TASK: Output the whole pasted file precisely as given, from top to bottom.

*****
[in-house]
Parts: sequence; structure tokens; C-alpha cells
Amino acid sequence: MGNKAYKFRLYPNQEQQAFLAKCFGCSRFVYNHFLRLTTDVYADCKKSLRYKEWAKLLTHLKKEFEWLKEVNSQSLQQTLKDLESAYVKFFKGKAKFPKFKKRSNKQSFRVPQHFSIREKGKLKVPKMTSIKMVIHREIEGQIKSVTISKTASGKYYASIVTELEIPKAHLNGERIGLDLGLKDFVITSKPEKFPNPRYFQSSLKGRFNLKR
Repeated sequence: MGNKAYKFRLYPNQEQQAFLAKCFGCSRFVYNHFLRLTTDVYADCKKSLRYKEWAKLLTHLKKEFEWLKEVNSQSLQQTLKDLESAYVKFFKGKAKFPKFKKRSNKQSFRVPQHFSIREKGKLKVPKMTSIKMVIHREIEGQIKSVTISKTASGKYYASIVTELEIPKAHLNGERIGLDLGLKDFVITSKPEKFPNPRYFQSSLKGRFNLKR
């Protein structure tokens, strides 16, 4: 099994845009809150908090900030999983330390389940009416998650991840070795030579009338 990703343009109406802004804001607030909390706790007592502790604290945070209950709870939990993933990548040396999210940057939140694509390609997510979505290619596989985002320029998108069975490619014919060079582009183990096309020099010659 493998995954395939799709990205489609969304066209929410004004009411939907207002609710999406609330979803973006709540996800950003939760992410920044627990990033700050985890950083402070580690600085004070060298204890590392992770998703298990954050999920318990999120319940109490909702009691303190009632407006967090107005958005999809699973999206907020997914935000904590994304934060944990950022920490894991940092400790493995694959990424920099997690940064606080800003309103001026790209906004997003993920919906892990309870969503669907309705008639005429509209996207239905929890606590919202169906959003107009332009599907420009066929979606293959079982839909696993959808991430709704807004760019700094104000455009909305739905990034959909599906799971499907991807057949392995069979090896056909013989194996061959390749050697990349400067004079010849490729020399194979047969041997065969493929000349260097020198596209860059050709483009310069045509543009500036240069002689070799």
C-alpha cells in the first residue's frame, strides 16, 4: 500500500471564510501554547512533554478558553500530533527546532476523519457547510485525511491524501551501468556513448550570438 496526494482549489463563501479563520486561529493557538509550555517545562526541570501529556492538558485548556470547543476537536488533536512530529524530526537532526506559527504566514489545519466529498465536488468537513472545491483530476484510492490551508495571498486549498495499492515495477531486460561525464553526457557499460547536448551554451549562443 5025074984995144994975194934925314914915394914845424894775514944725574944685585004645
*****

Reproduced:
[in-house]
Parts: sequence; structure tokens; C-alpha cells
Amino acid sequence: MGNKAYKFRLYPNQEQQAFLAKCFGCSRFVYNHFLRLTTDVYADCKKSLRYKEWAKLLTHLKKEFEWLKEVNSQSLQQTLKDLESAYVKFFKGKAKFPKFKKRSNKQSFRVPQHFSIREKGKLKVPKMTSIKMVIHREIEGQIKSVTISKTASGKYYASIVTELEIPKAHLNGERIGLDLGLKDFVITSKPEKFPNPRYFQSSLKGRFNLKR
Repeated sequence: MGNKAYKFRLYPNQEQQAFLAKCFGCSRFVYNHFLRLTTDVYADCKKSLRYKEWAKLLTHLKKEFEWLKEVNSQSLQQTLKDLESAYVKFFKGKAKFPKFKKRSNKQSFRVPQHFSIREKGKLKVPKMTSIKMVIHREIEGQIKSVTISKTASGKYYASIVTELEIPKAHLNGERIGLDLGLKDFVITSKPEKFPNPRYFQSSLKGRFNLKR
């Protein structure tokens, strides 16, 4: 099994845009809150908090900030999983330390389940009416998650991840070795030579009338 990703343009109406802004804001607030909390706790007592502790604290945070209950709870939990993933990548040396999210940057939140694509390609997510979505290619596989985002320029998108069975490619014919060079582009183990096309020099010659 493998995954395939799709990205489609969304066209929410004004009411939907207002609710999406609330979803973006709540996800950003939760992410920044627990990033700050985890950083402070580690600085004070060298204890590392992770998703298990954050999920318990999120319940109490909702009691303190009632407006967090107005958005999809699973999206907020997914935000904590994304934060944990950022920490894991940092400790493995694959990424920099997690940064606080800003309103001026790209906004997003993920919906892990309870969503669907309705008639005429509209996207239905929890606590919202169906959003107009332009599907420009066929979606293959079982839909696993959808991430709704807004760019700094104000455009909305739905990034959909599906799971499907991807057949392995069979090896056909013989194996061959390749050697990349400067004079010849490729020399194979047969041997065969493929000349260097020198596209860059050709483009310069045509543009500036240069002689070799």
C-alpha cells in the first residue's frame, strides 16, 4: 500500500471564510501554547512533554478558553500530533527546532476523519457547510485525511491524501551501468556513448550570438 496526494482549489463563501479563520486561529493557538509550555517545562526541570501529556492538558485548556470547543476537536488533536512530529524530526537532526506559527504566514489545519466529498465536488468537513472545491483530476484510492490551508495571498486549498495499492515495477531486460561525464553526457557499460547536448551554451549562443 5025074984995144994975194934925314914915394914845424894775514944725574944685585004645